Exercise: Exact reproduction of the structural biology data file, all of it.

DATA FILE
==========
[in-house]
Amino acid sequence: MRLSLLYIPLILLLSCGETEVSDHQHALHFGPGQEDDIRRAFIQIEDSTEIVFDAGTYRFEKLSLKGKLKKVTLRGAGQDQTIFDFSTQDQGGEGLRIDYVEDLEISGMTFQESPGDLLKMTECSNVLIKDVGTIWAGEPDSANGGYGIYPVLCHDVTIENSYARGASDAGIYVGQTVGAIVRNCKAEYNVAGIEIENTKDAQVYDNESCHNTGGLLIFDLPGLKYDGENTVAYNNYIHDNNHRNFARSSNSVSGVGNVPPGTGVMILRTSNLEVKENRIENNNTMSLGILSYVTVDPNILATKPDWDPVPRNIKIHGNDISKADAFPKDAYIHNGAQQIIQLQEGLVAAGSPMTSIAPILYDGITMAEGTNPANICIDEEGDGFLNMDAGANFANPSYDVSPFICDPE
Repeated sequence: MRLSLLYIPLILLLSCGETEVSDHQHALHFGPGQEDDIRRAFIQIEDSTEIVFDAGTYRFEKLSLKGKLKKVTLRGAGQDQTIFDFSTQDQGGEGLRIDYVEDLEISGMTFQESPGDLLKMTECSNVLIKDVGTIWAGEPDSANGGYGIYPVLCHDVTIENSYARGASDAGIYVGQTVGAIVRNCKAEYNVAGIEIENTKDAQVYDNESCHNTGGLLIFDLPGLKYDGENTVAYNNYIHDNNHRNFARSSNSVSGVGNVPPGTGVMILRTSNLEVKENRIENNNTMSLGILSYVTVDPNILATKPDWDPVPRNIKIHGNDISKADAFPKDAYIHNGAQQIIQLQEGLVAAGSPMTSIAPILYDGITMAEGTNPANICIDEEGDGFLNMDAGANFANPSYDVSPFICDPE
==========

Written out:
[in-house]
Amino acid sequence: MRLSLLYIPLILLLSCGETEVSDHQHALHFGPGQEDDIRRAFIQIEDSTEIVFDAGTYRFEKLSLKGKLKKVTLRGAGQDQTIFDFSTQDQGGEGLRIDYVEDLEISGMTFQESPGDLLKMTECSNVLIKDVGTIWAGEPDSANGGYGIYPVLCHDVTIENSYARGASDAGIYVGQTVGAIVRNCKAEYNVAGIEIENTKDAQVYDNESCHNTGGLLIFDLPGLKYDGENTVAYNNYIHDNNHRNFARSSNSVSGVGNVPPGTGVMILRTSNLEVKENRIENNNTMSLGILSYVTVDPNILATKPDWDPVPRNIKIHGNDISKADAFPKDAYIHNGAQQIIQLQEGLVAAGSPMTSIAPILYDGITMAEGTNPANICIDEEGDGFLNMDAGANFANPSYDVSPFICDPE
Repeated sequence: MRLSLLYIPLILLLSCGETEVSDHQHALHFGPGQEDDIRRAFIQIEDSTEIVFDAGTYRFEKLSLKGKLKKVTLRGAGQDQTIFDFSTQDQGGEGLRIDYVEDLEISGMTFQESPGDLLKMTECSNVLIKDVGTIWAGEPDSANGGYGIYPVLCHDVTIENSYARGASDAGIYVGQTVGAIVRNCKAEYNVAGIEIENTKDAQVYDNESCHNTGGLLIFDLPGLKYDGENTVAYNNYIHDNNHRNFARSSNSVSGVGNVPPGTGVMILRTSNLEVKENRIENNNTMSLGILSYVTVDPNILATKPDWDPVPRNIKIHGNDISKADAFPKDAYIHNGAQQIIQLQEGLVAAGSPMTSIAPILYDGITMAEGTNPANICIDEEGDGFLNMDAGANFANPSYDVSPFICDPE